Now we know how bad it was.
And now that we know how bad it was, we also know how great it was.
In light of the news Wednesday that he's shutting down the 2008 season for reconstructive knee surgery and to recuperate a double stress fracture, Tiger Woods' U.S. Open triumph truly does stand apart in a career of epic performances. Golf and guts don't always go together, but they definitely do in this instance.
We knew his talent. We knew his focus. We knew his ability to perform under pressure. Now we have fresh evidence that Tiger's legendary determination might literally know no bounds.
"I'm playing in the U.S. Open and I'm going to win."
When they make the movie about Woods' life, be sure that quote is in the script verbatim. That was Tiger's reported response to the doctor who diagnosed the stress fractures in late May, and advised him against playing.
Woods didn't just ignore the advice, he backed up his promise. He didn't just play through sincere pain at Torrey Pines, he won. He didn't just endure, he prevailed.
And he went 91 holes to do it. Overtime, and then some. After following him all day Saturday and watching the chronic grimacing, I asked Woods whether he could grit his way through another 18. The response came before I'd even finished the question.
"I'll be fine."
Then he went another 19 on top of that 18. The sustained ability to play at the highest level with pain adds to the Tiger legacy.
I'm no doctor, and I don't even play one on TV, so I can't authoritatively compare what Woods did to Jack Youngblood's famously playing in Super Bowl XIV with a stress fracture in his left leg. But I do know this: Youngblood had to suck it up for three hours against the Pittsburgh Steelers; Tiger had to suck it up for five days.
He walked roughly 21 miles on the course at Torrey Pines, up hills and down, after being told by doctors that cooling out on crutches would be a better idea. He took hundreds of full-bore swings that put stress on that damaged left knee, and never used it as an excuse for the three double bogeys.
Clearly, there are no excuses in TigerLand. If there were, he would have told us up front how significant the injury was. Now that we know, all the idiots who said Woods was being a drama queen with all the wincing and limping are politely advised to shut up.
"In my mind, I honestly thought he was just going to give it his best effort, his 100 percent best effort all the way up until the tournament," his swing coach, Hank Haney, said. "I knew he wasn't going to bag it two weeks before. He was going to hope for a miracle until the last possible point that he couldn't make it. In my mind, that was the most likely scenario, he just would try until the end and then come to the realization that he couldn't go."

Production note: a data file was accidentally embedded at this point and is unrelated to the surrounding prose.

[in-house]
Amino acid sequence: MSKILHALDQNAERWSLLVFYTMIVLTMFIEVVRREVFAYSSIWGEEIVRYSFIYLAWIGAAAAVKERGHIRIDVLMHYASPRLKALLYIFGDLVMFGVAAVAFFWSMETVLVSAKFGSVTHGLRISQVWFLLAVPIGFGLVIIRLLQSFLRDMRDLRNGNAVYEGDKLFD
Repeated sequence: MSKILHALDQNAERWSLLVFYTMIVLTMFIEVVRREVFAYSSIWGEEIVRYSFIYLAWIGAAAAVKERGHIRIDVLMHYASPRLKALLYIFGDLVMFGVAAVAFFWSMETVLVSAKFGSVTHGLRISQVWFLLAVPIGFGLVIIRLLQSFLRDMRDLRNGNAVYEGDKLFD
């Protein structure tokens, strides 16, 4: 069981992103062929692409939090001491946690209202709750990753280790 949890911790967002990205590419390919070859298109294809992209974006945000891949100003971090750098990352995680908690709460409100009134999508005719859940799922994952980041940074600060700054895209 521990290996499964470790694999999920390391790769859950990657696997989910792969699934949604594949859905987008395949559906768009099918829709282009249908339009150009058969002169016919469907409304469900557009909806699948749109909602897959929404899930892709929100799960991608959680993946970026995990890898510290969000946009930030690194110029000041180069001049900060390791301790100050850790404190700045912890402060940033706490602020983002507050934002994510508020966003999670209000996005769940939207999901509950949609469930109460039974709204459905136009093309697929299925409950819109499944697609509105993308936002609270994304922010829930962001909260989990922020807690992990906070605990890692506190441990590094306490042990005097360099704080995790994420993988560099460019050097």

Woods made himself go. And go. And go some more. There would be no stopping until the thing was won.
"You just keep going," Woods said Monday of his mind-set. "And there's no finish line."
When Woods reaches the finish line of his career, he'll probably always look back at this Open as his greatest achievement. You just wonder what part of his future he might have sacrificed to win this one tournament. How much of himself did he leave at Torrey Pines?
Knee repair has come light years since the bygone days when a torn ACL meant the end of an athletic career. Doctors say Tiger should be back in six months, and you have to believe he'll bring the same zeal to his rehab that he brings to the course.
And Woods isn't relying on quickness and speed to do what he does anyway. It doesn't much matter if this affects his 40-yard dash time.
But the stress Woods' high-velocity/high-torque swing puts on his left knee isn't going to change much. Even if he revamps his swing yet again, he cannot completely spare the knee from abuse. This could be an issue, in one form or fashion, for as long as Tiger plays golf.
And we all know that he wants to play long enough to win five more majors. At least.
In the meantime, Tiger and his sport face vast uncertainty. Golf loses its energy source, and will now find out what it's like to be tennis or the WNBA for at least six months. (Put it this way: How many people would have wheedled their way to a TV Monday or watched the U.S. Open playoff online if it had been between Rocco Mediate and Lee Westwood?) Woods loses some of his invincibility, and will have to regain his health.
Will he still be able to leap tall buildings in a single bound in 2009? How much will this delay the timeline for overtaking Jack Nicklaus' record? Will he ever get there?
We won't begin to know those answers for six months, at the very least.
But don't ever bet against the guy. If he can win the U.S. Open on one leg, he can come back from this.
Pat Forde is a senior writer for ESPN.com. He can be reached at ESPN4D@aol.com.